Bodies to spirit by sublimation strange,
As fire converts to fire the things it burns,
As we our food into our nature change.

· From their gross matter she abstracts their forms,

And draws a kind of quintessence from things ;
Which to her proper nature she transforms
To bear them light, on her celestial wings.

Thus does she, when from individual states
She doth abstract the universal kinds;
Which then re-clothed in divers names and fates
Steal access through our senses to our minds."

Finally, GOOD SENSE is the BODY of poetic genius, FANCY its DRAPERY, MOTION its LIFE, and IMAGINATION the soul that is every where, and in each ; and forms all into one graceful and intelligent whole.

CHAPTER XV.

The specific symptoms of poetic power elucidated in a critical analysis of Shakspeare's Venus and Adonis, and Lucrece.

In the application of these principles to purposes of practical criticism as employed in the appraisal of works more or less imperfect, I have endeavoured to discover what the qualities in a poem are, which may be deemed promises and specific symptoms of poetic power, as distinguished from general talent determined to poetic composition by accidental motives, by an act of the will, rather than by the inspiration of a genial and productive nature. In this investigation, I could not, I thought, do better, than keep before me the earliest work of the greatest genius, that perhaps human nature has yet produced, our myriad-minded* Shakspear. I mean the " Venus and Adonis,” and the “ Lucrece;" works which give at once strong promises of the strength, and yet obvious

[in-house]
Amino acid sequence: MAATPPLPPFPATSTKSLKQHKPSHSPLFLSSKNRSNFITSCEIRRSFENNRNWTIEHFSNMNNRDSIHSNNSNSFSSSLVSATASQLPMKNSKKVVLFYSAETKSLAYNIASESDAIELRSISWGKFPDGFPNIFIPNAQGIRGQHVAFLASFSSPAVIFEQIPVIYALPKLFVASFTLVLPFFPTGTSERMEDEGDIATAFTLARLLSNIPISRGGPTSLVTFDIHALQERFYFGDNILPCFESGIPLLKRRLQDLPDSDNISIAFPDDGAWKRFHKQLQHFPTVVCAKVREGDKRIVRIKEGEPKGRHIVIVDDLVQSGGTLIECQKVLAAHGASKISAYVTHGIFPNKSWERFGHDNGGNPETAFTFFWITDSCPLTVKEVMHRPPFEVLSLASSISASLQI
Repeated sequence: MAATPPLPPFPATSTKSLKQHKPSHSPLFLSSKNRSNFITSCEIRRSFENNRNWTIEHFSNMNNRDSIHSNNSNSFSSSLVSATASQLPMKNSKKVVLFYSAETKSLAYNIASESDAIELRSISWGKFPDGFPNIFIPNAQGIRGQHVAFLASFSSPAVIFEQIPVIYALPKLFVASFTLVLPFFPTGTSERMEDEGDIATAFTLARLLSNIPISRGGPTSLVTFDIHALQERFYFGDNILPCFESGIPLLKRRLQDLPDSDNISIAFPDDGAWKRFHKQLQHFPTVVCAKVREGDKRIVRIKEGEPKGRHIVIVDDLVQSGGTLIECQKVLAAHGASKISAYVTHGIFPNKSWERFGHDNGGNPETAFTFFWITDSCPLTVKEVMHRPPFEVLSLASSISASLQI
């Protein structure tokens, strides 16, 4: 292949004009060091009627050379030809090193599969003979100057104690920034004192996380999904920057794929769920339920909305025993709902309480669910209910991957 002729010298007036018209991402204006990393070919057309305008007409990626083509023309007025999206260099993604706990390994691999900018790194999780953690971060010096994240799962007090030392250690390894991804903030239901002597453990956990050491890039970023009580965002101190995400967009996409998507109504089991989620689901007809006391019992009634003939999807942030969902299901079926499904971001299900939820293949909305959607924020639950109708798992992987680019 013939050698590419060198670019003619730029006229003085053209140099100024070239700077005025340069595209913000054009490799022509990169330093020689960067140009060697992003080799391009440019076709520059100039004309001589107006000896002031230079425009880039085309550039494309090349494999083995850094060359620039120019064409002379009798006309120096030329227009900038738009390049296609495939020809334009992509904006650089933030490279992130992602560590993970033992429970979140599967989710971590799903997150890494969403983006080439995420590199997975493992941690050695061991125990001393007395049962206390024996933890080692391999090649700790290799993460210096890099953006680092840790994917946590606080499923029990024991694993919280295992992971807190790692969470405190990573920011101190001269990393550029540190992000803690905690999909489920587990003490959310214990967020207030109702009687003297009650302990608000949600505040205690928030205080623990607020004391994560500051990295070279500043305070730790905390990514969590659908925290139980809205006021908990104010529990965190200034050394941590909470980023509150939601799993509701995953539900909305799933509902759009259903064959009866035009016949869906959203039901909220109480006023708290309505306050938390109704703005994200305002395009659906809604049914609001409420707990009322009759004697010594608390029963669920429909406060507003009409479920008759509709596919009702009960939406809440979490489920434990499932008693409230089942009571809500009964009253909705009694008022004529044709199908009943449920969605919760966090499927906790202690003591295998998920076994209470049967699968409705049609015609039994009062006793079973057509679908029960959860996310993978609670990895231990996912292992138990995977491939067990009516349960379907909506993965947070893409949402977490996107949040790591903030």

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Greek monk, Wave said, that belong to Shak

* Aime pugsovës, a phrase which I have borrowed from a Greek monk, who applies it to a Patriarch of Constantinople. I might have said, that I have reclaimed, rather than borrowed it: for it seems to belong to Shakespear, de jure singulari, et ex privilegio naturæ.

proofs of the immaturity, of his genius. From these I abstracted the following marks, as characteristics of, original poetic genius in general.

1. In the “ Venus and Adonis,” the first and most obvious excellence is the perfect sweetness of the versification ; its adaptation to the subject; and the power displayed in varying the march of the words without passing into a loftier and more majectic rhythm, than was demanded by the thoughts, or permitted by the propriety of preserving a sense of me. lody predominant. The delight in richness and sweetness of sound, even to a faulty excess, if it be evidently original, and not the result of an easily imitable mechanism, I regard as a highly favorable promise in the compositions of a young man. “ The man that hath not music in his soul” can indeed never be a genuine poet. Imagery (even taken from nature, much more when transplanted from books, as travels, voyages, and works of natural history) affecting incidents. ; just thoughts; interesting personal or domestic feelings; and with these the árt of their combination or intertexture in the form of a poem; may all by incessant effort be acquired as a trade, by a man of talents and much reading, who, as I once before observed, has mistaken an intense desire of poetic reputation for a natural poetic genius ; the love of the arbitary end for a possession of the peculiar